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What do we mean by ‘artist-centric’ music streaming models?


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This month, Universal Music Group boss Sir Lucian Grainge went public with his belief that “the economic model for streaming needs to evolve”.

Grainge wrote of his desire for “an updated model… an innovative, ‘artist-centric’ model that values all subscribers and rewards the music they love.”

This is a wider discussion within the music industry, as shown by Ivors Academy chair and Broken Record campaigner Tom Gray’s comments at this month’s NY:LON Connect conference.

“Consumption isn’t the same as consumer. The number of people who engage with your music culturally, socially, is more important than the number of times that your music gets heard,” said Gray, who believes this is not reflected in the current streaming economy.

What could that new model be? Music Ally has some thoughts, based partly on the discussion at NY:LON Connect; on our analysis of some of the research that’s been done into new models; and on conversations with people in a position to know how Grainge and UMG’s are thinking about these issues.

One clue from his memo was the choice of wording. ‘Artist-centric’ is not the same phrase as ‘user-centric’ – the model that’s most often been suggested as a better alternative to streaming’s current ‘pro rata’ model (primer here).

Grainge’s choice of words was a signal that UMG isn’t about to throw its weight behind the calls for user-centric payouts in their current form.

Why not? UMG has actually been studying the user-centric model for some time, parsing external studies and conducting its own internal research to understand what the impact might be of such a system.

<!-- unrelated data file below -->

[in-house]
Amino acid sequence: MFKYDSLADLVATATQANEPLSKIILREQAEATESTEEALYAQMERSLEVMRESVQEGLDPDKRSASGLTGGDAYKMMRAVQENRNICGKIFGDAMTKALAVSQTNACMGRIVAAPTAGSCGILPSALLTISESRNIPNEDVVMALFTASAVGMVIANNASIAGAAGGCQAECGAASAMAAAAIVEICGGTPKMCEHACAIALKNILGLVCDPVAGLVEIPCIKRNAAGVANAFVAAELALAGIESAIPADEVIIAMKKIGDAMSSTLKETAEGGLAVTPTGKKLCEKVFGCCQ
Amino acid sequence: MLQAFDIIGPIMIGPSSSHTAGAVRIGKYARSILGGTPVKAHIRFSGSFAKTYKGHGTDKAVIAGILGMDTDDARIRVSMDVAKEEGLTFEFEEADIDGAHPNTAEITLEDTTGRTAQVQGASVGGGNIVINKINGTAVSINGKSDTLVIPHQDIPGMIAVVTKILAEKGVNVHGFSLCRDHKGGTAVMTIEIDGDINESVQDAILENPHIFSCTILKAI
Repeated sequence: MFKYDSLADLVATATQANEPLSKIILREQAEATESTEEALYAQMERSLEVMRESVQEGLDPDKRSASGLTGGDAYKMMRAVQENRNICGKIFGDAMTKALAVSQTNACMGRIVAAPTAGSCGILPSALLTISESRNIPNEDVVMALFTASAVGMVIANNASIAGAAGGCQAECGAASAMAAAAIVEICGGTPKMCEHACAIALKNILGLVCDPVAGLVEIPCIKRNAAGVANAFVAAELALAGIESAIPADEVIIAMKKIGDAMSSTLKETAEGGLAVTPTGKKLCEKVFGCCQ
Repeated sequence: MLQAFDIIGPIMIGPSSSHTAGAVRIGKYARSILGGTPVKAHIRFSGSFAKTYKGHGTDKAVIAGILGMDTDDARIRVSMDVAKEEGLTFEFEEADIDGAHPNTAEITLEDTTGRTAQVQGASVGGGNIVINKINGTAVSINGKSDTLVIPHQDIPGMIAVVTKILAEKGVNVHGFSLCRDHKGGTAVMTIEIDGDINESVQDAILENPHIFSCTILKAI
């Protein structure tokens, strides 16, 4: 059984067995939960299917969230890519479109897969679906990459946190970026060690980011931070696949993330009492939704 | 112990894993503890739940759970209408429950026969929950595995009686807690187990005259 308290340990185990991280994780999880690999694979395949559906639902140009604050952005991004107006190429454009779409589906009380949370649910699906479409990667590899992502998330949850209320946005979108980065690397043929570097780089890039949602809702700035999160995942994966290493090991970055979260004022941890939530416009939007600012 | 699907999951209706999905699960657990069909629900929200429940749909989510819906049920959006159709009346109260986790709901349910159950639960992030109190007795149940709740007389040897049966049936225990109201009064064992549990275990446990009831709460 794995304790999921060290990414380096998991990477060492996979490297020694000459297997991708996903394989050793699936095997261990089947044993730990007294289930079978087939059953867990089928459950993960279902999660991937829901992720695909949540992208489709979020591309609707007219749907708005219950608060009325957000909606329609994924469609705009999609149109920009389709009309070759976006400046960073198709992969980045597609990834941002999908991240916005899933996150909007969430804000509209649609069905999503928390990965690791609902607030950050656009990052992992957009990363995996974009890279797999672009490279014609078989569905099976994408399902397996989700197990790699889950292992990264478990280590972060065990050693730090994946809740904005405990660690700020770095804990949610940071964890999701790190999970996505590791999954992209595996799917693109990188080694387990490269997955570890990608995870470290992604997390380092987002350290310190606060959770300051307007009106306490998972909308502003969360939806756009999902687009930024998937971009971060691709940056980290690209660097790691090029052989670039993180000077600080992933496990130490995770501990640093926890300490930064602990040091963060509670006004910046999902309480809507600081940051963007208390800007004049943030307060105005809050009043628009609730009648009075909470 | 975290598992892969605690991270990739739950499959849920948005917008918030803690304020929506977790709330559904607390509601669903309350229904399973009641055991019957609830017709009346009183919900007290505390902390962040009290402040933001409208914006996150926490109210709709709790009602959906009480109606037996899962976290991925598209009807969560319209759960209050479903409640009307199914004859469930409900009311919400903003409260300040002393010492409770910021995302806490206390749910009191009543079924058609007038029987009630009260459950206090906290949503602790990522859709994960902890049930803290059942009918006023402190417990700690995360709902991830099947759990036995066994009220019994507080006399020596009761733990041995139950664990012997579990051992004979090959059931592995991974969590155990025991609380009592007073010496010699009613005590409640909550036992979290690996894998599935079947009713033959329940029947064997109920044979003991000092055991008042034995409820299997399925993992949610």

Music Ally understands that the company began with an open mind, but that its review of the research raised concerns that a switch to user-centric risked taking one set of systemic biases from the pro-rata model – certain artists and genres doing well and others suffering – and simply replacing them with another set.

One issue, which was highlighted in a 2021 study by the Centre National de la Musique (CNM) in France, and again in a 2022 study by researchers at Hamburg University and Kuehne Logistic University, was that hip-hop and rap are among the genres that would likely see a decrease in royalties under user-centric.

A new model where young Black hip-hop artists (not just the superstars but emerging and independent musicians) may be ‘losers’ is enough to raise red flags, certainly within UMG.

(We should be clear though: this not to pigeonhole on racial grounds. Black artists make every genre of music, and people of every ethnicity make hip-hop. As we understand it, the concerns and questions are about whether any shifts from a switch to user-centric would disproportionately affect Black musicians.)

Critics might question whether there is a more self-interested argument: that the world’s biggest music company would be worse off under user-centric, and that’s why it doesn’t like the model.

However, we understand that UMG’s research so far has suggested the opposite: it would actually be better off, or at least around the same, because user-centric actually pays off well for companies with big catalogues of music, even if in theory it could end up redistributing royalties from their biggest acts towards the rest of their roster

Another thing that is informing UMG’s strategy is disquiet with one of the key arguments that has been put forward in favour of user-centric payouts: they they increase the importance (in financial terms) of the most engaged ‘superfans’.

This was the thrust of a report published last year by Midia Research for SoundCloud, focusing on the latter’s ‘fan-powered royalties’ model. “FPR provides an opportunity for superstars to change their strategy and build deeper fandom,” was one of its key conclusions.